Douglas EF-10B

Douglas EF-10B Skynight

The Douglas F3D Skynight was designed in the mid to late 1940's to meet a US navy requirement for a modern turbojet powered night fighter. The first XF3D-1 flew in March 1948 with a 3000lb thrust J34-WE-24 turbojet and this led to production of 28 examples of the F3D-1. In 1958 a further 128 examples of an improved version, the F3D-2, were produced - this aircraft was intended to be powered by the 4600lb J46-WE-3 engine, but instead were powered by an improved version of the J34 engine. The aircraft saw extensive service during the Korean War (1950-3), during which the US Marine Corps scored numerous air victories with the aircraft. The F3D-2 is also remembered as the aircraft which made the first recorded jet v jet night kill. The Skynight was soon replaced by other aircraft in the US Navy interceptor role, but the US Marines continued to use the aircraft from land bases.

The US Marine later converted a number of Skynights into ECM and ELINT aircraft, giving this variant the designation F3D-2Q. However in 1962 the US military decided to consolidate their aircraft designation system and the F3D-2Q was redesignated the EF-10B. During the Formosa crisis of 1957-8 the aircraft was the first to detect the Communist Chinese fire-control radar. Later during the Cuban missile crisis, the EF-10B was the first to detect the presence of Soviet radars on the island. In 1965, during the Vietnam conflict, as air strikes inside North Vietnam increased, if was apparent that there was a serious lack of ECM aircraft to cover strike formations. As a result a small number of EF-10B's were dispatched to Da Nang airbase to provide cover for US Navy and Air Force raids over North Vietnam.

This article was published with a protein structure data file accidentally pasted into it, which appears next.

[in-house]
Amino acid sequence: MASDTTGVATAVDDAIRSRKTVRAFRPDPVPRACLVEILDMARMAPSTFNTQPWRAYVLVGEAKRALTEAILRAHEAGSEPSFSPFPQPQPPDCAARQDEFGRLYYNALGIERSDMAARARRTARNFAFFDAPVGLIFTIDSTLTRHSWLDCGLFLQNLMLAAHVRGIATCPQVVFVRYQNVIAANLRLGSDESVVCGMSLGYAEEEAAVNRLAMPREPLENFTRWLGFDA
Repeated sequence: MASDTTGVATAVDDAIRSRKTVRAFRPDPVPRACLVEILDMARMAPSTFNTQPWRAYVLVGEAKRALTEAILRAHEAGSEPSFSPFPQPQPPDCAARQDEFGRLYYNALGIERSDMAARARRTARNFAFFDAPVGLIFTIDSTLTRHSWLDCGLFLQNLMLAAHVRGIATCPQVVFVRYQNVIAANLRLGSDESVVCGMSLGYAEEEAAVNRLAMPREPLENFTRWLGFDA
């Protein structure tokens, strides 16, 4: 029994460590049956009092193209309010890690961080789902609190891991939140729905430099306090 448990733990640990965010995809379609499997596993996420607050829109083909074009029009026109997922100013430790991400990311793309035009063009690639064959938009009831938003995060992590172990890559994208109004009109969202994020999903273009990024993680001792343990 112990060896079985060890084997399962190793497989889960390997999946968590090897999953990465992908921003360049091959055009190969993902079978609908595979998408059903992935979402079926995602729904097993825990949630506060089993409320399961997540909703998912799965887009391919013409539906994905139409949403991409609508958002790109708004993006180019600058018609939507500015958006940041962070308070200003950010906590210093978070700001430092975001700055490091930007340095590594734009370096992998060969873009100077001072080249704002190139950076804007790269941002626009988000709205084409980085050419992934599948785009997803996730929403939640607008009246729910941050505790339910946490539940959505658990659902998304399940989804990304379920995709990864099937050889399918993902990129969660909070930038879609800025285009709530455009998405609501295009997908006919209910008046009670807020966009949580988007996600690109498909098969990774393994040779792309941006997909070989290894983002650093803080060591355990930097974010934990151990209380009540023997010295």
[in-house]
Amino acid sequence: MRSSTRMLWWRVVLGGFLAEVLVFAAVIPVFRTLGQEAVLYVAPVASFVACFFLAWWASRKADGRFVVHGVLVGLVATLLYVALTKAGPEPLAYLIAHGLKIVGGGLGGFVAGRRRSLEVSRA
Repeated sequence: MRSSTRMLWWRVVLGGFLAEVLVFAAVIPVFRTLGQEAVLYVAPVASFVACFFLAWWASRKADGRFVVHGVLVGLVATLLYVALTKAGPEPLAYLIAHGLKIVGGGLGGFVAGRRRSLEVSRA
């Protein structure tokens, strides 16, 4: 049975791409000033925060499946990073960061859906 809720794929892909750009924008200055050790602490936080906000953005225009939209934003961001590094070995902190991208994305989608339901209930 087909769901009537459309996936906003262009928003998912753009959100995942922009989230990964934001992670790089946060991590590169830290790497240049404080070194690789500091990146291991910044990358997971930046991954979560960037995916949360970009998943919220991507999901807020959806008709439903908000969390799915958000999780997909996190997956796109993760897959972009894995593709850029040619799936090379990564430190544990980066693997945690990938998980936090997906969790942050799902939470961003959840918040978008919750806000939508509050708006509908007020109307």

Douglas EF-10B Skynight

Although there were only ever around 10 EF-10B's available, they were heavily tasked. In support of raids they identified and recorded the location and frequency of enemy radars and then passed the location to defence suppression aircraft who bombed the site, or alternatively, they jammed the radars with chaff and ECM. The EF-10B's were very effective in this role, despite their age, and were used until well into 1966 when their role was taken over by RB-66 Destroyers, EKA-3B Skywarrior's and later the EA-6A 'Electric Intruder', the predecessor of the current EA-6B Prowler. The EF-10B continued to serve in Vietnam until 1969 and was eventually removed from operational service in 1970.

The US Air Force and Navy were very fortunate that the US Marine Corps had sufficient foresight to convert a number of Skynight's into EF-10B's and that were also available in Vietnam at a time when both services lacked the capability that this, by then fairly antiquated, aircraft provided. No Skynights are now in flying condition although some are on display in museums and at US military bases.